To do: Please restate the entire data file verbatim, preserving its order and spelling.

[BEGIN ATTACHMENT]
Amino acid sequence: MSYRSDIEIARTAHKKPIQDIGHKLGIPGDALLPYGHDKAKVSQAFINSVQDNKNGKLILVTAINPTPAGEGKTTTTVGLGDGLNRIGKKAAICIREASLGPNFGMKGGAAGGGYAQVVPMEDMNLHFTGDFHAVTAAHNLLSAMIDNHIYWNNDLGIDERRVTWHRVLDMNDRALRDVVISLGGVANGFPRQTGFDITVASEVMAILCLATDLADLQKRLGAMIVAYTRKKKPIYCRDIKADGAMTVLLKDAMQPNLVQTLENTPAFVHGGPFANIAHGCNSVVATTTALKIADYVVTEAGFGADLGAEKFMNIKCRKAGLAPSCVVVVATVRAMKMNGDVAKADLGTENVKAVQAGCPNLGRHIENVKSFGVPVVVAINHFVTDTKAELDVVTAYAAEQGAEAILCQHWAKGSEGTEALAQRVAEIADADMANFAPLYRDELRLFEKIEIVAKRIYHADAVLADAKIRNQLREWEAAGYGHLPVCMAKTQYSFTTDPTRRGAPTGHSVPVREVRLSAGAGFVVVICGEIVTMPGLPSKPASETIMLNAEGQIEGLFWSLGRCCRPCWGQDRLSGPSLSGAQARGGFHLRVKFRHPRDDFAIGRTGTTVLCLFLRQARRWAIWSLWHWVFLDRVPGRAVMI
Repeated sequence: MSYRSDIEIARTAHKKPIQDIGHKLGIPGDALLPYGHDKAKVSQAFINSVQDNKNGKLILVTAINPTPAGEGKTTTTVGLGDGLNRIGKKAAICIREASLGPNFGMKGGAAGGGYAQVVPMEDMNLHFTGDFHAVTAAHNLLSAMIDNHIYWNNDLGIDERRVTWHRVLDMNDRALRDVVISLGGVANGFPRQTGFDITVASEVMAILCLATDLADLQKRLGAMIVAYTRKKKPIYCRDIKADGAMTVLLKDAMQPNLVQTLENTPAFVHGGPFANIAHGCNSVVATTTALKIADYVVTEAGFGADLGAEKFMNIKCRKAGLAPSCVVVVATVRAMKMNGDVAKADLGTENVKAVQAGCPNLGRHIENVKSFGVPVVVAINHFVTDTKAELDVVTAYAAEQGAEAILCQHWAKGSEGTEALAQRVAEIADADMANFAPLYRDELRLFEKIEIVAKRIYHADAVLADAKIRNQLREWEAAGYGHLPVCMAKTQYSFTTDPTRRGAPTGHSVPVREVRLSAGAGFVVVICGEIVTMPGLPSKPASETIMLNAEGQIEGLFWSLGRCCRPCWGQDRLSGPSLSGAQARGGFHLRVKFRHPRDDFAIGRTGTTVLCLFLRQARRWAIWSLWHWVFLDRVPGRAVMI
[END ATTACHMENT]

Amino acid sequence: MSYRSDIEIARTAHKKPIQDIGHKLGIPGDALLPYGHDKAKVSQAFINSVQDNKNGKLILVTAINPTPAGEGKTTTTVGLGDGLNRIGKKAAICIREASLGPNFGMKGGAAGGGYAQVVPMEDMNLHFTGDFHAVTAAHNLLSAMIDNHIYWNNDLGIDERRVTWHRVLDMNDRALRDVVISLGGVANGFPRQTGFDITVASEVMAILCLATDLADLQKRLGAMIVAYTRKKKPIYCRDIKADGAMTVLLKDAMQPNLVQTLENTPAFVHGGPFANIAHGCNSVVATTTALKIADYVVTEAGFGADLGAEKFMNIKCRKAGLAPSCVVVVATVRAMKMNGDVAKADLGTENVKAVQAGCPNLGRHIENVKSFGVPVVVAINHFVTDTKAELDVVTAYAAEQGAEAILCQHWAKGSEGTEALAQRVAEIADADMANFAPLYRDELRLFEKIEIVAKRIYHADAVLADAKIRNQLREWEAAGYGHLPVCMAKTQYSFTTDPTRRGAPTGHSVPVREVRLSAGAGFVVVICGEIVTMPGLPSKPASETIMLNAEGQIEGLFWSLGRCCRPCWGQDRLSGPSLSGAQARGGFHLRVKFRHPRDDFAIGRTGTTVLCLFLRQARRWAIWSLWHWVFLDRVPGRAVMI
Repeated sequence: MSYRSDIEIARTAHKKPIQDIGHKLGIPGDALLPYGHDKAKVSQAFINSVQDNKNGKLILVTAINPTPAGEGKTTTTVGLGDGLNRIGKKAAICIREASLGPNFGMKGGAAGGGYAQVVPMEDMNLHFTGDFHAVTAAHNLLSAMIDNHIYWNNDLGIDERRVTWHRVLDMNDRALRDVVISLGGVANGFPRQTGFDITVASEVMAILCLATDLADLQKRLGAMIVAYTRKKKPIYCRDIKADGAMTVLLKDAMQPNLVQTLENTPAFVHGGPFANIAHGCNSVVATTTALKIADYVVTEAGFGADLGAEKFMNIKCRKAGLAPSCVVVVATVRAMKMNGDVAKADLGTENVKAVQAGCPNLGRHIENVKSFGVPVVVAINHFVTDTKAELDVVTAYAAEQGAEAILCQHWAKGSEGTEALAQRVAEIADADMANFAPLYRDELRLFEKIEIVAKRIYHADAVLADAKIRNQLREWEAAGYGHLPVCMAKTQYSFTTDPTRRGAPTGHSVPVREVRLSAGAGFVVVICGEIVTMPGLPSKPASETIMLNAEGQIEGLFWSLGRCCRPCWGQDRLSGPSLSGAQARGGFHLRVKFRHPRDDFAIGRTGTTVLCLFLRQARRWAIWSLWHWVFLDRVPGRAVMI